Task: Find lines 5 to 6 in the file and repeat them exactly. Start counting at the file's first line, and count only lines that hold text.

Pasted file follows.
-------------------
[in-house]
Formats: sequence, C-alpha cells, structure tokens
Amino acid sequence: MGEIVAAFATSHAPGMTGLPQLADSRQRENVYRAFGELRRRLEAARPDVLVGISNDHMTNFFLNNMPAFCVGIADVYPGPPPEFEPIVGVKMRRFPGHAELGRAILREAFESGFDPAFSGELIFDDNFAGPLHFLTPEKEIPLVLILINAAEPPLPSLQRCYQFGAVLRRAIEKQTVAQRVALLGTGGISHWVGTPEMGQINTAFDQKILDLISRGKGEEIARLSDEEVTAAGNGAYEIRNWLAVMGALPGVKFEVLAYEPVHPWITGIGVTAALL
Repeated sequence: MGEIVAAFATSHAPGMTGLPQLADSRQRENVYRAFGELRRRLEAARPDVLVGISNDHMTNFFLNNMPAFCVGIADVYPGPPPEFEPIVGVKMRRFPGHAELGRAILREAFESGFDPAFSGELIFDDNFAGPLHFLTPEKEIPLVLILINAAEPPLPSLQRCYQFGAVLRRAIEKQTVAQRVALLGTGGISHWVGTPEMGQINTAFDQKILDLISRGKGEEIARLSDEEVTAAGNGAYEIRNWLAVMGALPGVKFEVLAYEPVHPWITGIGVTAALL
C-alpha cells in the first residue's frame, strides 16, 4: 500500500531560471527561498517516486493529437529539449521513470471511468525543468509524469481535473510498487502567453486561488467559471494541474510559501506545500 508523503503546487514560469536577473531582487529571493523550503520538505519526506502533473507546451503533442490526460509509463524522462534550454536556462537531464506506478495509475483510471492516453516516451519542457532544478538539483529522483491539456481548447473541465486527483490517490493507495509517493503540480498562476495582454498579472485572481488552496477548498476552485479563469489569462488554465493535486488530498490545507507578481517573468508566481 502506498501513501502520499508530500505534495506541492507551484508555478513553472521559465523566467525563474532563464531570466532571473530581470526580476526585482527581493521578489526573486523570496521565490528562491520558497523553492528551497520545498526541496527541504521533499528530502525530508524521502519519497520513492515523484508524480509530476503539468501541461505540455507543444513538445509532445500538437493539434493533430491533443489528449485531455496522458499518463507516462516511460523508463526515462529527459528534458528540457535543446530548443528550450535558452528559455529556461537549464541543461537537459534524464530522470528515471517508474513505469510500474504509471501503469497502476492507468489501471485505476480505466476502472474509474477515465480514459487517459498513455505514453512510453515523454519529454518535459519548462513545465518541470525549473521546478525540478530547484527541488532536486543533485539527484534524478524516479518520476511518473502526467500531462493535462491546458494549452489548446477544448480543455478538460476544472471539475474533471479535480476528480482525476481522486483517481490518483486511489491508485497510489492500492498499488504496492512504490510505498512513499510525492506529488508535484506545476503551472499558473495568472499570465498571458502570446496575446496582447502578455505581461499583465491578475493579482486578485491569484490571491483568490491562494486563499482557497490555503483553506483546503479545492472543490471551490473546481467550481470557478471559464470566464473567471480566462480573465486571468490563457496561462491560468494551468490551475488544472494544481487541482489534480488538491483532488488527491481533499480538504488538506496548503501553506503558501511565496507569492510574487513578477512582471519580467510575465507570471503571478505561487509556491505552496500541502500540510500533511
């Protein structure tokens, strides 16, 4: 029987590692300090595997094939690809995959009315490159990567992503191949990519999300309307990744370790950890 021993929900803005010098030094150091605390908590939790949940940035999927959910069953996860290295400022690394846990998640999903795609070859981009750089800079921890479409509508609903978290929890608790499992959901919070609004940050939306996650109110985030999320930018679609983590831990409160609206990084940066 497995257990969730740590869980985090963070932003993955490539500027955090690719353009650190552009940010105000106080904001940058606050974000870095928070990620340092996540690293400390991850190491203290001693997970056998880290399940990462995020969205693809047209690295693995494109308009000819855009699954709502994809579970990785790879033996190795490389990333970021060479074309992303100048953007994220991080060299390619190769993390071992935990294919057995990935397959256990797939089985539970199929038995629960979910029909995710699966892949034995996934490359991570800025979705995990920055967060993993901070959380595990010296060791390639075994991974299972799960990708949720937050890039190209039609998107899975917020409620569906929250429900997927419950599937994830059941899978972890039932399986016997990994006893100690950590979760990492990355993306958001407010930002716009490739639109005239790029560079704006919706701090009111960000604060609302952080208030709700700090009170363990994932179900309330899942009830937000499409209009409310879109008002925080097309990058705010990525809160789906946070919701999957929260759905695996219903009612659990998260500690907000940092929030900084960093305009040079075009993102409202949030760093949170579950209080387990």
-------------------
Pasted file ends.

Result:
C-alpha cells in the first residue's frame, strides 16, 4: 500500500531560471527561498517516486493529437529539449521513470471511468525543468509524469481535473510498487502567453486561488467559471494541474510559501506545500 508523503503546487514560469536577473531582487529571493523550503520538505519526506502533473507546451503533442490526460509509463524522462534550454536556462537531464506506478495509475483510471492516453516516451519542457532544478538539483529522483491539456481548447473541465486527483490517490493507495509517493503540480498562476495582454498579472485572481488552496477548498476552485479563469489569462488554465493535486488530498490545507507578481517573468508566481 502506498501513501502520499508530500505534495506541492507551484508555478513553472521559465523566467525563474532563464531570466532571473530581470526580476526585482527581493521578489526573486523570496521565490528562491520558497523553492528551497520545498526541496527541504521533499528530502525530508524521502519519497520513492515523484508524480509530476503539468501541461505540455507543444513538445509532445500538437493539434493533430491533443489528449485531455496522458499518463507516462516511460523508463526515462529527459528534458528540457535543446530548443528550450535558452528559455529556461537549464541543461537537459534524464530522470528515471517508474513505469510500474504509471501503469497502476492507468489501471485505476480505466476502472474509474477515465480514459487517459498513455505514453512510453515523454519529454518535459519548462513545465518541470525549473521546478525540478530547484527541488532536486543533485539527484534524478524516479518520476511518473502526467500531462493535462491546458494549452489548446477544448480543455478538460476544472471539475474533471479535480476528480482525476481522486483517481490518483486511489491508485497510489492500492498499488504496492512504490510505498512513499510525492506529488508535484506545476503551472499558473495568472499570465498571458502570446496575446496582447502578455505581461499583465491578475493579482486578485491569484490571491483568490491562494486563499482557497490555503483553506483546503479545492472543490471551490473546481467550481470557478471559464470566464473567471480566462480573465486571468490563457496561462491560468494551468490551475488544472494544481487541482489534480488538491483532488488527491481533499480538504488538506496548503501553506503558501511565496507569492510574487513578477512582471519580467510575465507570471503571478505561487509556491505552496500541502500540510500533511
């Protein structure tokens, strides 16, 4: 029987590692300090595997094939690809995959009315490159990567992503191949990519999300309307990744370790950890 021993929900803005010098030094150091605390908590939790949940940035999927959910069953996860290295400022690394846990998640999903795609070859981009750089800079921890479409509508609903978290929890608790499992959901919070609004940050939306996650109110985030999320930018679609983590831990409160609206990084940066 497995257990969730740590869980985090963070932003993955490539500027955090690719353009650190552009940010105000106080904001940058606050974000870095928070990620340092996540690293400390991850190491203290001693997970056998880290399940990462995020969205693809047209690295693995494109308009000819855009699954709502994809579970990785790879033996190795490389990333970021060479074309992303100048953007994220991080060299390619190769993390071992935990294919057995990935397959256990797939089985539970199929038995629960979910029909995710699966892949034995996934490359991570800025979705995990920055967060993993901070959380595990010296060791390639075994991974299972799960990708949720937050890039190209039609998107899975917020409620569906929250429900997927419950599937994830059941899978972890039932399986016997990994006893100690950590979760990492990355993306958001407010930002716009490739639109005239790029560079704006919706701090009111960000604060609302952080208030709700700090009170363990994932179900309330899942009830937000499409209009409310879109008002925080097309990058705010990525809160789906946070919701999957929260759905695996219903009612659990998260500690907000940092929030900084960093305009040079075009993102409202949030760093949170579950209080387990």